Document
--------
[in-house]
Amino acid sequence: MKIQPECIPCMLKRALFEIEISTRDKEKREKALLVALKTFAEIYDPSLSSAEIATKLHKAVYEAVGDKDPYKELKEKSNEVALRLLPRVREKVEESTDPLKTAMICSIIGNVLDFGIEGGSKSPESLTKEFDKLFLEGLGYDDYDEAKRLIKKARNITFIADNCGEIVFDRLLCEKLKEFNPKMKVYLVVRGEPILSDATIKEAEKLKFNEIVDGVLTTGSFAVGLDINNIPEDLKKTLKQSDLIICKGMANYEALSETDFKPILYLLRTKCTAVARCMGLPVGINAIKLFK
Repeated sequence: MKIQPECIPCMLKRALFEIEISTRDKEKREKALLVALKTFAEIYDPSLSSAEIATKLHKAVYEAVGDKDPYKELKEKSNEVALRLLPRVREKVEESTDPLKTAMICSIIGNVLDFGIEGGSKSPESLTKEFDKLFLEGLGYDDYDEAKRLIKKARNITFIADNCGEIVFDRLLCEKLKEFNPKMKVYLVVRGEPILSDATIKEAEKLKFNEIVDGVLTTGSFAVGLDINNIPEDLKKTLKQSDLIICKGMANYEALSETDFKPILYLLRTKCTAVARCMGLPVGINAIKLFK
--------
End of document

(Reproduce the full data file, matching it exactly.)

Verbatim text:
[in-house]
Amino acid sequence: MKIQPECIPCMLKRALFEIEISTRDKEKREKALLVALKTFAEIYDPSLSSAEIATKLHKAVYEAVGDKDPYKELKEKSNEVALRLLPRVREKVEESTDPLKTAMICSIIGNVLDFGIEGGSKSPESLTKEFDKLFLEGLGYDDYDEAKRLIKKARNITFIADNCGEIVFDRLLCEKLKEFNPKMKVYLVVRGEPILSDATIKEAEKLKFNEIVDGVLTTGSFAVGLDINNIPEDLKKTLKQSDLIICKGMANYEALSETDFKPILYLLRTKCTAVARCMGLPVGINAIKLFK
Repeated sequence: MKIQPECIPCMLKRALFEIEISTRDKEKREKALLVALKTFAEIYDPSLSSAEIATKLHKAVYEAVGDKDPYKELKEKSNEVALRLLPRVREKVEESTDPLKTAMICSIIGNVLDFGIEGGSKSPESLTKEFDKLFLEGLGYDDYDEAKRLIKKARNITFIADNCGEIVFDRLLCEKLKEFNPKMKVYLVVRGEPILSDATIKEAEKLKFNEIVDGVLTTGSFAVGLDINNIPEDLKKTLKQSDLIICKGMANYEALSETDFKPILYLLRTKCTAVARCMGLPVGINAIKLFK